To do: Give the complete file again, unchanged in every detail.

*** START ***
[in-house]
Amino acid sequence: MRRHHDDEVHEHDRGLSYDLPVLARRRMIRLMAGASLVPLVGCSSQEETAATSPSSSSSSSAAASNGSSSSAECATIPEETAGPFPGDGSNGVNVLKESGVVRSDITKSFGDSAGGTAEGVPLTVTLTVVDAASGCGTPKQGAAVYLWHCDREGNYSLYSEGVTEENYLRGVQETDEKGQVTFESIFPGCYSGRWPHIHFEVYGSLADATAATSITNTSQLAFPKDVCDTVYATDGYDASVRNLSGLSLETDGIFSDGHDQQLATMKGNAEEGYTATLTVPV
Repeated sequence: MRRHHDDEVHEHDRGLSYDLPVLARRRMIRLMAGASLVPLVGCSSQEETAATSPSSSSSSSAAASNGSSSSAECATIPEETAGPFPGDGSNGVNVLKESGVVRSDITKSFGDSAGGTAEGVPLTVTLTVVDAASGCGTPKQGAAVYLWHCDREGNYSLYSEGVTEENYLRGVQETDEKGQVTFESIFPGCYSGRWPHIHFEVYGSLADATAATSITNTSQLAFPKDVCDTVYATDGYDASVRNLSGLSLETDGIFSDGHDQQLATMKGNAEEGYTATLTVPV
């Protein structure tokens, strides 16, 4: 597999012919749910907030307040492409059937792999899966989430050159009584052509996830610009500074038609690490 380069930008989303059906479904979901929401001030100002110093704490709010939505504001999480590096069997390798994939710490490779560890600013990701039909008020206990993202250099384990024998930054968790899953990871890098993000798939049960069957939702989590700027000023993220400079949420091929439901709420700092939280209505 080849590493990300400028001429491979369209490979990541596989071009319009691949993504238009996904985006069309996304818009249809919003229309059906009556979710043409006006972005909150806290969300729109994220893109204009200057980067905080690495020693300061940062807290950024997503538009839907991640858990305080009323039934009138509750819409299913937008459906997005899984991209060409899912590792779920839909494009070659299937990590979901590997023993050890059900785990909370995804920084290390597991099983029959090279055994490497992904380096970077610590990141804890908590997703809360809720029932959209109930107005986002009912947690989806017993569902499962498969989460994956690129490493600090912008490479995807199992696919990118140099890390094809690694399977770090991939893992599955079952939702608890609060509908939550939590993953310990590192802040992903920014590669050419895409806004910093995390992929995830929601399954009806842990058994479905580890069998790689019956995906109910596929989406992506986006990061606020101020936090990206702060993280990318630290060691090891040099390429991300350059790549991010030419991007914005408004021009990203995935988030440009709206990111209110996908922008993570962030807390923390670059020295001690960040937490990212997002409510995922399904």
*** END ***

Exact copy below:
[in-house]
Amino acid sequence: MRRHHDDEVHEHDRGLSYDLPVLARRRMIRLMAGASLVPLVGCSSQEETAATSPSSSSSSSAAASNGSSSSAECATIPEETAGPFPGDGSNGVNVLKESGVVRSDITKSFGDSAGGTAEGVPLTVTLTVVDAASGCGTPKQGAAVYLWHCDREGNYSLYSEGVTEENYLRGVQETDEKGQVTFESIFPGCYSGRWPHIHFEVYGSLADATAATSITNTSQLAFPKDVCDTVYATDGYDASVRNLSGLSLETDGIFSDGHDQQLATMKGNAEEGYTATLTVPV
Repeated sequence: MRRHHDDEVHEHDRGLSYDLPVLARRRMIRLMAGASLVPLVGCSSQEETAATSPSSSSSSSAAASNGSSSSAECATIPEETAGPFPGDGSNGVNVLKESGVVRSDITKSFGDSAGGTAEGVPLTVTLTVVDAASGCGTPKQGAAVYLWHCDREGNYSLYSEGVTEENYLRGVQETDEKGQVTFESIFPGCYSGRWPHIHFEVYGSLADATAATSITNTSQLAFPKDVCDTVYATDGYDASVRNLSGLSLETDGIFSDGHDQQLATMKGNAEEGYTATLTVPV
């Protein structure tokens, strides 16, 4: 597999012919749910907030307040492409059937792999899966989430050159009584052509996830610009500074038609690490 380069930008989303059906479904979901929401001030100002110093704490709010939505504001999480590096069997390798994939710490490779560890600013990701039909008020206990993202250099384990024998930054968790899953990871890098993000798939049960069957939702989590700027000023993220400079949420091929439901709420700092939280209505 080849590493990300400028001429491979369209490979990541596989071009319009691949993504238009996904985006069309996304818009249809919003229309059906009556979710043409006006972005909150806290969300729109994220893109204009200057980067905080690495020693300061940062807290950024997503538009839907991640858990305080009323039934009138509750819409299913937008459906997005899984991209060409899912590792779920839909494009070659299937990590979901590997023993050890059900785990909370995804920084290390597991099983029959090279055994490497992904380096970077610590990141804890908590997703809360809720029932959209109930107005986002009912947690989806017993569902499962498969989460994956690129490493600090912008490479995807199992696919990118140099890390094809690694399977770090991939893992599955079952939702608890609060509908939550939590993953310990590192802040992903920014590669050419895409806004910093995390992929995830929601399954009806842990058994479905580890069998790689019956995906109910596929989406992506986006990061606020101020936090990206702060993280990318630290060691090891040099390429991300350059790549991010030419991007914005408004021009990203995935988030440009709206990111209110996908922008993570962030807390923390670059020295001690960040937490990212997002409510995922399904």